Vascular density and inflammatory infiltrate in primary oral squamous cell carcinoma and after allogeneic hematopoietic stem cell transplantation
Hematopoietic stem cell transplantation (HSCT) recipients have been reported to have an increased risk of chronic graft versus host disease (cGVHD) and hematological and solid cancers. Oral manifestations are the first signs of cGVHD observed in the majority of patients, and oropharyngeal cancer is the most frequent secondary malignancy occurred after HSCT. In this study, we have evaluated the inflammatory infiltrate cell content and correlated with the vascular density in patients affected by primary oral squamous cell carcinoma (OSCC) from previous healthy controls and OSCC after cGVHD. Results have demonstrated that patients with OSCC after GVHD show a more consistent inflammatory infiltrate as compared with the OSCC ones. In detail, the inflammatory background composed of CD3-positive T cells, tryptase-positive mast cells, CD31-positive endothelial cells, and CD68-positive macrophages may be more pronounced in the setting of GVHD + OSCC than in the control group. By contrast, CD20-positive B cells and CD1a-positive dendritic cells were more abundant in the latter population. Finally, a positive correlation was found as between vascular density and inflammatory cell infiltration in both GVHD + OSCC and OSCC groups. Overall, these results confirm the role played by immune cells in enhancing tumor progression and angiogenesis and suggest a potential therapeutic strategy involving inhibition of recruitment of immune cells to the tumor microenvironment and blockade of pro-tumoral effects and pro-angiogenic functions.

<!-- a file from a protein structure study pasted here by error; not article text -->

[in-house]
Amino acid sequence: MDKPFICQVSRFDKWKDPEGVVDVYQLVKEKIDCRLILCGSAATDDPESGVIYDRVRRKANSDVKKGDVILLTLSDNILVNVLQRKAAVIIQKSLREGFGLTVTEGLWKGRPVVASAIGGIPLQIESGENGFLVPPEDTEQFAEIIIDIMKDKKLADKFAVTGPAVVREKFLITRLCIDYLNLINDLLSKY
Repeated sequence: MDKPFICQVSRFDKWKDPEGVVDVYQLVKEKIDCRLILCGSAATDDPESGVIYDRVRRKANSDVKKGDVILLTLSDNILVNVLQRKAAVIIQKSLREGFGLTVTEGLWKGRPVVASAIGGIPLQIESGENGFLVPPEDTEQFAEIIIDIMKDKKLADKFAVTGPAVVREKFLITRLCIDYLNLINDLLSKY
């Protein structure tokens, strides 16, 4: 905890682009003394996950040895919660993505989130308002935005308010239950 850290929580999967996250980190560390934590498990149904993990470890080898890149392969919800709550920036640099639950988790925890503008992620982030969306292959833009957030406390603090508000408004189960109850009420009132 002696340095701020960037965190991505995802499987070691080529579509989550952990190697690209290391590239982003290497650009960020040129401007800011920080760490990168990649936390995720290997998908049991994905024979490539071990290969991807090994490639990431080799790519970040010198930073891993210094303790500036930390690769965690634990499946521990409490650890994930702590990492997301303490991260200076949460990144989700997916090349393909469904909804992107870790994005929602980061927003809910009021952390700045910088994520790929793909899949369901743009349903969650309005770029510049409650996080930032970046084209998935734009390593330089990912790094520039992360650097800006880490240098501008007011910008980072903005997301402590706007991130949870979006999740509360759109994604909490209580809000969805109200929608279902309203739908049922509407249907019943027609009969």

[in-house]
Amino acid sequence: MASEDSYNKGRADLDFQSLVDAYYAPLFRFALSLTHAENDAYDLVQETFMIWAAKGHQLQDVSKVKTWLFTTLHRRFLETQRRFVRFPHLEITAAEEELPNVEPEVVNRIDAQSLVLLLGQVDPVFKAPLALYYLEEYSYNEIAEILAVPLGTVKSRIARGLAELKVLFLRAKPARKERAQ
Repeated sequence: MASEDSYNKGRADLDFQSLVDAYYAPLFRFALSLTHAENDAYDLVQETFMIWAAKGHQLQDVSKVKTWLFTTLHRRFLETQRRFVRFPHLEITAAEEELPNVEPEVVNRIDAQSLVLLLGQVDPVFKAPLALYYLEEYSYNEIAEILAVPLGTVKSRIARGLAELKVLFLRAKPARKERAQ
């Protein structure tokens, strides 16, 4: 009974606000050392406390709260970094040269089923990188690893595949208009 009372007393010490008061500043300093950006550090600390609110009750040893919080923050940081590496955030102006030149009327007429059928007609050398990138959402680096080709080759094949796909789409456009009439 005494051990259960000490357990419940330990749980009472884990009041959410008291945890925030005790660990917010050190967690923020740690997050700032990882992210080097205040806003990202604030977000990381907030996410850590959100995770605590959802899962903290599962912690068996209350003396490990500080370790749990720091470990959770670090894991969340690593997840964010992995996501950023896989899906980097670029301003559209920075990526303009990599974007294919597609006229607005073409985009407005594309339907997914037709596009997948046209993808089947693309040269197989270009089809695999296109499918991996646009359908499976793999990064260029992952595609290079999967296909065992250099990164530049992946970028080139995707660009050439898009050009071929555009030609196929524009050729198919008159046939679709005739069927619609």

KeywordsAllogeneic hematopoietic stem cell transplantation Chronic graft versus host disease Inflammatory infiltrate Primary oral squamous cell carcinoma Vascular density
All authors have seen and approved the manuscript being submitted.
This work was supported in part by Fellowship FIRC-AIRC 1-year fellowship “Laura Bassi” id. 20879 to TA.
Compliance with ethical standards
Full ethical approval and signed informed consent from individual patients were obtained to conduct the study. All procedures followed were in accordance with the ethical standards of the responsible committee on human experimentation (institutional and national) and with the Helsinki Declaration of 1964 and later versions.
Conflict of interest
The authors declare that they have no conflict of interest.
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